NORTH Korea has granted a football-loving Malaysian prince access to its airspace “anytime”, as Pyongyang prepares to finally host an Asian Cup tie between the nations.
The match was initially a casualty of the assassination in Malaysia of the estranged half brother of North Korean leader Kim Jong-un in February.
Originally scheduled to take place on March 28, the qualifying match was twice delayed over Malaysia’s fears for the safety of its players, but will now go ahead on October 5.
The match will be played at the 50,000-capacity Kim Il-sung Stadium in Pyongyang.
The two formerly friendly governments suffered a diplomatic breakdown as North Korea reacted angrily to Malaysian police investigating the role North Korean officials allegedly played in the murder of Kim Jong-nam at Kuala Lumpur International Airport.
But relations appear to have improved, particularly if the latest dialogue between the crown prince of the southern state of Johor and North Korean officials is anything to go by.
Tunku Ismail Sultan Ibrahim, who is also the president of the Football Association of Malaysia (FAM), met with North Korea’s most senior diplomat in Malaysia this week to discuss football and other issues.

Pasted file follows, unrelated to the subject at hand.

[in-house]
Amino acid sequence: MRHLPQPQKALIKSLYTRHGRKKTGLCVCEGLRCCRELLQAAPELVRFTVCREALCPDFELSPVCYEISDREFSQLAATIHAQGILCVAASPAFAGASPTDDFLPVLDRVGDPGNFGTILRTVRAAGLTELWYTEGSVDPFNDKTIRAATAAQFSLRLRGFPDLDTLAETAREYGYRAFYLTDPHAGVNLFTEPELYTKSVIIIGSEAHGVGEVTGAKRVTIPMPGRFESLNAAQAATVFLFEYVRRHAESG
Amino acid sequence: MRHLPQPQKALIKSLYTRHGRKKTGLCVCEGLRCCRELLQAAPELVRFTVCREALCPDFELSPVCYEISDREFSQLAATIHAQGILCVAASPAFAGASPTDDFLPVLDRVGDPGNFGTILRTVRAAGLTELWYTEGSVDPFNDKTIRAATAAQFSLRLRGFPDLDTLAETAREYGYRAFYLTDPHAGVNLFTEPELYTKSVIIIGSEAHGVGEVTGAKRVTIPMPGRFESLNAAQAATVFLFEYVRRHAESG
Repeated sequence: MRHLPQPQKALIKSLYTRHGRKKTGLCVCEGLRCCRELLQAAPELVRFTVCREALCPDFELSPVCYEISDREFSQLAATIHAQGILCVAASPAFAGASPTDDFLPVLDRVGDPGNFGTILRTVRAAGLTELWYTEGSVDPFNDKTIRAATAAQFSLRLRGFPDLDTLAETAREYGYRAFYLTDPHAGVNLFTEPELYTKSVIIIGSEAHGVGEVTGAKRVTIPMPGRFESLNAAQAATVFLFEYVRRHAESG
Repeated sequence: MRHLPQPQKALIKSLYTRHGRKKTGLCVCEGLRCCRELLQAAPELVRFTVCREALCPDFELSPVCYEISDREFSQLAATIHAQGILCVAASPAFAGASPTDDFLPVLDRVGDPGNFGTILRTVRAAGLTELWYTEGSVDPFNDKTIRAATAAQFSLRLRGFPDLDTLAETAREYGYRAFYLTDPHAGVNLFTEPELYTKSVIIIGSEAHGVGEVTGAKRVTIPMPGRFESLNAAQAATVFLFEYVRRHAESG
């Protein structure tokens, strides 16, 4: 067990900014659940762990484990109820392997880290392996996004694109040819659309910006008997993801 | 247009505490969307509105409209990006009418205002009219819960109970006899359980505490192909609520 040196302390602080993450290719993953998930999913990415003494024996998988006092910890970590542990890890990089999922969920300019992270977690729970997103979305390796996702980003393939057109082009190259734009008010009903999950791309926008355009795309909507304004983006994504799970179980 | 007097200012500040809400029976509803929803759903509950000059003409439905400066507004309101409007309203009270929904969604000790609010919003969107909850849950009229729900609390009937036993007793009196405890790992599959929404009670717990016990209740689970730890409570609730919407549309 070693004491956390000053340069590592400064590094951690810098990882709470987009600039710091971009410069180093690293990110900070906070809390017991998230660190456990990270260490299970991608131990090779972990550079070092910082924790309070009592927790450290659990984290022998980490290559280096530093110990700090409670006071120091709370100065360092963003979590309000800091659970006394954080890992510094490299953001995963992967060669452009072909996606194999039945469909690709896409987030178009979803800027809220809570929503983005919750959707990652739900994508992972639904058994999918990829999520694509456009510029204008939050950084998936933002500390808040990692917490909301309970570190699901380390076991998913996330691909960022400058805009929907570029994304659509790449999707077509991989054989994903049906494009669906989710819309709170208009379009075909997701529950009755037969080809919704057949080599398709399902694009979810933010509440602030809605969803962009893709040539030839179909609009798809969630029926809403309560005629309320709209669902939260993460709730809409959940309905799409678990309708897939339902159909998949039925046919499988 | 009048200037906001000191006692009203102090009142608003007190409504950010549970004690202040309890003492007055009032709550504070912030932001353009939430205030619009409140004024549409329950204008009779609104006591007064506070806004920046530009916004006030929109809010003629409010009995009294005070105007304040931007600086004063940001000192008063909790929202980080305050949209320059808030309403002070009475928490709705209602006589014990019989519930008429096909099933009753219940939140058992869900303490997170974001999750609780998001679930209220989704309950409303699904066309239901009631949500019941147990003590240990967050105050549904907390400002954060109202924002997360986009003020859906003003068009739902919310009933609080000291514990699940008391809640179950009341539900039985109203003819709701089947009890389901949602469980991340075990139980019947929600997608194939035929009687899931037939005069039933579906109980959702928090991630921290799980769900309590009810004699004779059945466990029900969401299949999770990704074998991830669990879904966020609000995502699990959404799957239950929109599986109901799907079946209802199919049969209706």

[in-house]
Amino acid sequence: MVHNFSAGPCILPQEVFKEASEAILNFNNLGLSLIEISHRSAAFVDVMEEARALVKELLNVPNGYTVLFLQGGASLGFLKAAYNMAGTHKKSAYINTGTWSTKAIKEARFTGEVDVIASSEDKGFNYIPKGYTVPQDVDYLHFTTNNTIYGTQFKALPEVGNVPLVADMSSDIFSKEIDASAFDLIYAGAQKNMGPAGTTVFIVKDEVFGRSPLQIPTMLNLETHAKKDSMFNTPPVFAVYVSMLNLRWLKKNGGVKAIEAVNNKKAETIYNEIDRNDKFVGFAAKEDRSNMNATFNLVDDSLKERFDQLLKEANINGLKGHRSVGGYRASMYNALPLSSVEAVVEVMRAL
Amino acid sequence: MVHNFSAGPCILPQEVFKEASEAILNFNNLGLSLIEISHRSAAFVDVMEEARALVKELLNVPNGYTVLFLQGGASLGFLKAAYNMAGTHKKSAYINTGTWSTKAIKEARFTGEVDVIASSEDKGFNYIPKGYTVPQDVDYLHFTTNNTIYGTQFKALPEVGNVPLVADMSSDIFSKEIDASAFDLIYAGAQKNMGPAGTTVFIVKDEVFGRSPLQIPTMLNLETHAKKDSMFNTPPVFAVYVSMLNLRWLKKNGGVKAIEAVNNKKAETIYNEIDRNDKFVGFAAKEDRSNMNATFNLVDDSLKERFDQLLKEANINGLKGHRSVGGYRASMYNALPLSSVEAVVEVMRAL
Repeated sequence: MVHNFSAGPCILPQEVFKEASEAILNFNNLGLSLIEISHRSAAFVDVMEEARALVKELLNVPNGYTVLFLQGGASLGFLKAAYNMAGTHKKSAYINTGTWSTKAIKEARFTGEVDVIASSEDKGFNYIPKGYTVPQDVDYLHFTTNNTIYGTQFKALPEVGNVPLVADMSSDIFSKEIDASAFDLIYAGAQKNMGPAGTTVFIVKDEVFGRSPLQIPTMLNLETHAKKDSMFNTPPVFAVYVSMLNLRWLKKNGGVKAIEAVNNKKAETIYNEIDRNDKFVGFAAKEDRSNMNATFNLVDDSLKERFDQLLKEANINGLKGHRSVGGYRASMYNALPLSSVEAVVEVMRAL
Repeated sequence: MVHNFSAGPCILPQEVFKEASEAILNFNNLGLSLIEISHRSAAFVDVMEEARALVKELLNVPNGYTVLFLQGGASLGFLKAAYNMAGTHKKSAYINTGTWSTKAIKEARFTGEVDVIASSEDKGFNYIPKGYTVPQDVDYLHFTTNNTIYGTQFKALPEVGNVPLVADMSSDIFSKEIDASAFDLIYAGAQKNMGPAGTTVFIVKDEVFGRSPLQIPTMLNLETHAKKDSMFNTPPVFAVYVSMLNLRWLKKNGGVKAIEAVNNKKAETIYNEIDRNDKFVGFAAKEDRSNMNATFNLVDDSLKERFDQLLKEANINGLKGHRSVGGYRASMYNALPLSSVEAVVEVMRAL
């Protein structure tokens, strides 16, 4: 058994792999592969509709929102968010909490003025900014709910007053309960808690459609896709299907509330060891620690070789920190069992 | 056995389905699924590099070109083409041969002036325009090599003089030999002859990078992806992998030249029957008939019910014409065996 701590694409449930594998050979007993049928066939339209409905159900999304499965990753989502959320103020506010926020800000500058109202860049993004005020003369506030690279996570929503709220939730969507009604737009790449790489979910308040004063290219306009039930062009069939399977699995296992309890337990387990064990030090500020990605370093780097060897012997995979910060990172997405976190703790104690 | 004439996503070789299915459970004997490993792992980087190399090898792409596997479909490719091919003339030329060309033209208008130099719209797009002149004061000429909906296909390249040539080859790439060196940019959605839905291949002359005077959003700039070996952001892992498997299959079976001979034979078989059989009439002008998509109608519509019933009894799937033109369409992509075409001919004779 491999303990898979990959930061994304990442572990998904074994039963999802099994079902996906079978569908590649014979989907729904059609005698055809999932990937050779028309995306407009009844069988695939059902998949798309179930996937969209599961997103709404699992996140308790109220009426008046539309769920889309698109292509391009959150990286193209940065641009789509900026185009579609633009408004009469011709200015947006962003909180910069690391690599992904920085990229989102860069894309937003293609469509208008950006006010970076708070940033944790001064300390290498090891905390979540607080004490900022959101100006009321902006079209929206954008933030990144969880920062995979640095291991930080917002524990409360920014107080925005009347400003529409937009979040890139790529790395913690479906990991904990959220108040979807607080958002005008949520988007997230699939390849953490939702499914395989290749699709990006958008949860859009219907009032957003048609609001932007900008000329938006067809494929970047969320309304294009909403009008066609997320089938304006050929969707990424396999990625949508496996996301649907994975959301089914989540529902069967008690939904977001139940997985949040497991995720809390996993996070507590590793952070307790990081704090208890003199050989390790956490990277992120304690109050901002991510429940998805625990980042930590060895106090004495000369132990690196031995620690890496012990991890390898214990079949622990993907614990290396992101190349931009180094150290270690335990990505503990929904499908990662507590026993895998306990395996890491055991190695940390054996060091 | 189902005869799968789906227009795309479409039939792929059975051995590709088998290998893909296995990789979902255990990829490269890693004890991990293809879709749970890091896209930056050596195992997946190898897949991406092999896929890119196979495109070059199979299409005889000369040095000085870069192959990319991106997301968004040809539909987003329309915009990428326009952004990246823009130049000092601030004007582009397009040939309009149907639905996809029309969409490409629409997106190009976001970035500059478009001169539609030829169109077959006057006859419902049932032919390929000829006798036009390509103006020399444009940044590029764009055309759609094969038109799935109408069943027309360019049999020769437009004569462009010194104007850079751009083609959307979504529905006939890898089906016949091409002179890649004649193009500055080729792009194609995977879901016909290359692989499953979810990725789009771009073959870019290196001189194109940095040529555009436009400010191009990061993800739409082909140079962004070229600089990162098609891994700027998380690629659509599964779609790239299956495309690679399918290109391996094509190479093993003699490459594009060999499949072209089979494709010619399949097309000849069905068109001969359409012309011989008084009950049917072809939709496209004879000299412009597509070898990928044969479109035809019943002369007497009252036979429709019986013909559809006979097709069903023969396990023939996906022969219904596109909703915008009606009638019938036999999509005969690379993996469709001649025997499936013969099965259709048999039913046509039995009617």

“Amongst issues discussed were foreign relations and current affairs, as well as the upcoming Group B match of the AFC Asian Cup UAE 2019 qualifying final round, in which both teams will ensure the safety of players and team officials,” said a statement from the Johor palace.
North Korea has also granted the prince “full access” to its airspace “anytime” he wants to visit from Malaysia, the palace statement said.
“It is the highest honour, as any other world leader will need to stop by in Beijing beforehand,” it said.
The trial of two women, an Indonesian and a Vietnamese, charged with the murder of Kim, is set to begin in Kuala Lumpur on October 2.
But the North Koreans sought by police were believed to have fled Malaysia soon after the murder. – Reuters.